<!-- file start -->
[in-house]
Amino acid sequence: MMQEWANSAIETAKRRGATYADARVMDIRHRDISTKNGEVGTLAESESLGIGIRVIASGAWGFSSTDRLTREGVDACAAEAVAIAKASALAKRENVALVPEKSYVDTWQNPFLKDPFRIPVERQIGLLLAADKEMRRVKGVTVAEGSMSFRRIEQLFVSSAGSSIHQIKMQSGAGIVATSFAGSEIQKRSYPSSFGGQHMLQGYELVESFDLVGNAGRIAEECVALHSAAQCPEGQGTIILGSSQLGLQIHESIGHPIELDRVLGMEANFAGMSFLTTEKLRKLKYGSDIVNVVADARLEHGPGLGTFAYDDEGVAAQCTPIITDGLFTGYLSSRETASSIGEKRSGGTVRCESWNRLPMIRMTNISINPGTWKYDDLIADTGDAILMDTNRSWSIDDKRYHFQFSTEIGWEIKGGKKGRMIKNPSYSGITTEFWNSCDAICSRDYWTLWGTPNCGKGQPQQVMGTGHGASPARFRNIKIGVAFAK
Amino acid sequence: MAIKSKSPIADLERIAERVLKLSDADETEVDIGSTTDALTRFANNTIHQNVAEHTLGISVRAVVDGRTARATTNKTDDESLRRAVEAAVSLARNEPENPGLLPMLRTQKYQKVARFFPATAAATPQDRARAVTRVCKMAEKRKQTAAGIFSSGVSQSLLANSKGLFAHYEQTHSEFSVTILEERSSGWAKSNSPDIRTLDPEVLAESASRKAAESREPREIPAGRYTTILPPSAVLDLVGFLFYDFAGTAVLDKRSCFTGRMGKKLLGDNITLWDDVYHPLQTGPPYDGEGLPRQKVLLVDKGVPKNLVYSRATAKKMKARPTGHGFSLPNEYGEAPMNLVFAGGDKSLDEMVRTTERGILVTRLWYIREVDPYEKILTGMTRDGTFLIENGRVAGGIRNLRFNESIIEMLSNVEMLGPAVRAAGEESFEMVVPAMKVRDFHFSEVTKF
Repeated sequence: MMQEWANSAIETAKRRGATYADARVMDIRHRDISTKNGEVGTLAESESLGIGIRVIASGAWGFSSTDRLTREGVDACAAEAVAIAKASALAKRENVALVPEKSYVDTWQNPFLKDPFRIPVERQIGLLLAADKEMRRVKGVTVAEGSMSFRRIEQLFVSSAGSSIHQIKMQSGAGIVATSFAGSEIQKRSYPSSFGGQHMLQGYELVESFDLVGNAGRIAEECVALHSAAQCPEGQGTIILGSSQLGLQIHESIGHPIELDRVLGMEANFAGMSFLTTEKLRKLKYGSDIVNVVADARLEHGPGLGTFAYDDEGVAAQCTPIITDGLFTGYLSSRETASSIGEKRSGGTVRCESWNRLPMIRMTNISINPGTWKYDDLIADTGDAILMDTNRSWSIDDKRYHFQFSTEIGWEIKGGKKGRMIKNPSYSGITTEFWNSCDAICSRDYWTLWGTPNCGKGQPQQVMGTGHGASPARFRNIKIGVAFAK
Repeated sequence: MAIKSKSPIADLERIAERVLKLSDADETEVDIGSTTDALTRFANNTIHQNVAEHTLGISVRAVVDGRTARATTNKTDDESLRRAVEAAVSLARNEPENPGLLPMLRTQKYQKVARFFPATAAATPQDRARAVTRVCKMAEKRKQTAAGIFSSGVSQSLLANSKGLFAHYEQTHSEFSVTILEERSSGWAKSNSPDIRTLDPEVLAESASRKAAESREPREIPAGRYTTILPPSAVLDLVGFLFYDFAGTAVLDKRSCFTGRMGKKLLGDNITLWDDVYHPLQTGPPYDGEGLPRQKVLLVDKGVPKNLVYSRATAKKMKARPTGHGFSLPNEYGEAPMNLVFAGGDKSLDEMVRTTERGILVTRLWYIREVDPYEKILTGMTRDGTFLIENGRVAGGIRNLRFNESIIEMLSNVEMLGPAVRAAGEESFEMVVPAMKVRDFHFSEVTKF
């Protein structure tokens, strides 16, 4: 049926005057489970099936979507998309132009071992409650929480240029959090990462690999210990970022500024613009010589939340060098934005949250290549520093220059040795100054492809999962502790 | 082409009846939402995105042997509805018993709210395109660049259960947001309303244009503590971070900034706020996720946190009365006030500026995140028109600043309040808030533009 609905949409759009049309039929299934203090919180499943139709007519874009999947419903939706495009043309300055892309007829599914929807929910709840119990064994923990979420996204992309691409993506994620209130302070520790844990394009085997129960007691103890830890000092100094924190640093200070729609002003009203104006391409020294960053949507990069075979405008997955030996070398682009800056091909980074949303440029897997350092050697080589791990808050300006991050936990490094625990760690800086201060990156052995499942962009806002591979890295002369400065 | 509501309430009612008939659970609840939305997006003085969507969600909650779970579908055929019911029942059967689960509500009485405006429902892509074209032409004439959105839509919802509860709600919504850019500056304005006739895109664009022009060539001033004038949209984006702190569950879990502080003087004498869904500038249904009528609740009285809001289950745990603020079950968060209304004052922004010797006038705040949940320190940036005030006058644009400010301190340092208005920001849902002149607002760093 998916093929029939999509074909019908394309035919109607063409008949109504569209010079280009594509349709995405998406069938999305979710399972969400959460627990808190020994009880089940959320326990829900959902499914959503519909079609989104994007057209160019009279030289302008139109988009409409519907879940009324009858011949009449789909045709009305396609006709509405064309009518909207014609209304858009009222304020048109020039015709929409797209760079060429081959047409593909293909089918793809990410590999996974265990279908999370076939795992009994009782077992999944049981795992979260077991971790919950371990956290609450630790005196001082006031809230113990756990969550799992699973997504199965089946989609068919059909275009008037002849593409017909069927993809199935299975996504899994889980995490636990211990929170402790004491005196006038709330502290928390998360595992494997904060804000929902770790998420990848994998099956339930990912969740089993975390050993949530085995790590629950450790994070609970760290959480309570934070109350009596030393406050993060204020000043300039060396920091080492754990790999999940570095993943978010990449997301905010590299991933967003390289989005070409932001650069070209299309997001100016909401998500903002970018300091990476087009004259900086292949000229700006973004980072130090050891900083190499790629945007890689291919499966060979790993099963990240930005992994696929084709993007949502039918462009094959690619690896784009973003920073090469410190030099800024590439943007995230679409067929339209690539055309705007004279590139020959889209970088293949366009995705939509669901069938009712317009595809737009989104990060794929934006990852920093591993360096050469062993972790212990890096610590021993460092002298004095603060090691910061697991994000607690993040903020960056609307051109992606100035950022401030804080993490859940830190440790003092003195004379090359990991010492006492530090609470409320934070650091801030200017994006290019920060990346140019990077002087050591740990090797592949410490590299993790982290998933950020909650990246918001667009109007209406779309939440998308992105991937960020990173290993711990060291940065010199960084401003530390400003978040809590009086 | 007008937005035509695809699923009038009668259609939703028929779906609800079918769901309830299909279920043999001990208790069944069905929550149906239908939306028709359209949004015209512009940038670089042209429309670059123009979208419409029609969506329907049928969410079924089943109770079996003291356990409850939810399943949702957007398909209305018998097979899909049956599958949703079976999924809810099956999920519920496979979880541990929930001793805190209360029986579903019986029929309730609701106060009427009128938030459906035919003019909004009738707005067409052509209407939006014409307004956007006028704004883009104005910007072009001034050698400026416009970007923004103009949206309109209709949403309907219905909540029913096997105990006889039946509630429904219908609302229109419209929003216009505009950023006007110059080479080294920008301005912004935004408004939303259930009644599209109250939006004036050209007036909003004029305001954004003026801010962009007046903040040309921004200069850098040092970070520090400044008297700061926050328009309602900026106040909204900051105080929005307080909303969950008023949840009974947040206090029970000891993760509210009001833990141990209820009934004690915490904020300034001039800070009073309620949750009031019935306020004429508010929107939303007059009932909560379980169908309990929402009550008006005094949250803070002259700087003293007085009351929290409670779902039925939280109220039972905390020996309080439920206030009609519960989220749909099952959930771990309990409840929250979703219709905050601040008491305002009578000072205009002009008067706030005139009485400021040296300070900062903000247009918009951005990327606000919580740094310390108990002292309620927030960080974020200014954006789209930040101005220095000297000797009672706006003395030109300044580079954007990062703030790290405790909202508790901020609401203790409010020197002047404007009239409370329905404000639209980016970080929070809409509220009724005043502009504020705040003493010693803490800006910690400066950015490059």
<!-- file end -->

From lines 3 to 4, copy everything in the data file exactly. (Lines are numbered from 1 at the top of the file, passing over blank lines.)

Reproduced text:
Amino acid sequence: MAIKSKSPIADLERIAERVLKLSDADETEVDIGSTTDALTRFANNTIHQNVAEHTLGISVRAVVDGRTARATTNKTDDESLRRAVEAAVSLARNEPENPGLLPMLRTQKYQKVARFFPATAAATPQDRARAVTRVCKMAEKRKQTAAGIFSSGVSQSLLANSKGLFAHYEQTHSEFSVTILEERSSGWAKSNSPDIRTLDPEVLAESASRKAAESREPREIPAGRYTTILPPSAVLDLVGFLFYDFAGTAVLDKRSCFTGRMGKKLLGDNITLWDDVYHPLQTGPPYDGEGLPRQKVLLVDKGVPKNLVYSRATAKKMKARPTGHGFSLPNEYGEAPMNLVFAGGDKSLDEMVRTTERGILVTRLWYIREVDPYEKILTGMTRDGTFLIENGRVAGGIRNLRFNESIIEMLSNVEMLGPAVRAAGEESFEMVVPAMKVRDFHFSEVTKF
Repeated sequence: MMQEWANSAIETAKRRGATYADARVMDIRHRDISTKNGEVGTLAESESLGIGIRVIASGAWGFSSTDRLTREGVDACAAEAVAIAKASALAKRENVALVPEKSYVDTWQNPFLKDPFRIPVERQIGLLLAADKEMRRVKGVTVAEGSMSFRRIEQLFVSSAGSSIHQIKMQSGAGIVATSFAGSEIQKRSYPSSFGGQHMLQGYELVESFDLVGNAGRIAEECVALHSAAQCPEGQGTIILGSSQLGLQIHESIGHPIELDRVLGMEANFAGMSFLTTEKLRKLKYGSDIVNVVADARLEHGPGLGTFAYDDEGVAAQCTPIITDGLFTGYLSSRETASSIGEKRSGGTVRCESWNRLPMIRMTNISINPGTWKYDDLIADTGDAILMDTNRSWSIDDKRYHFQFSTEIGWEIKGGKKGRMIKNPSYSGITTEFWNSCDAICSRDYWTLWGTPNCGKGQPQQVMGTGHGASPARFRNIKIGVAFAK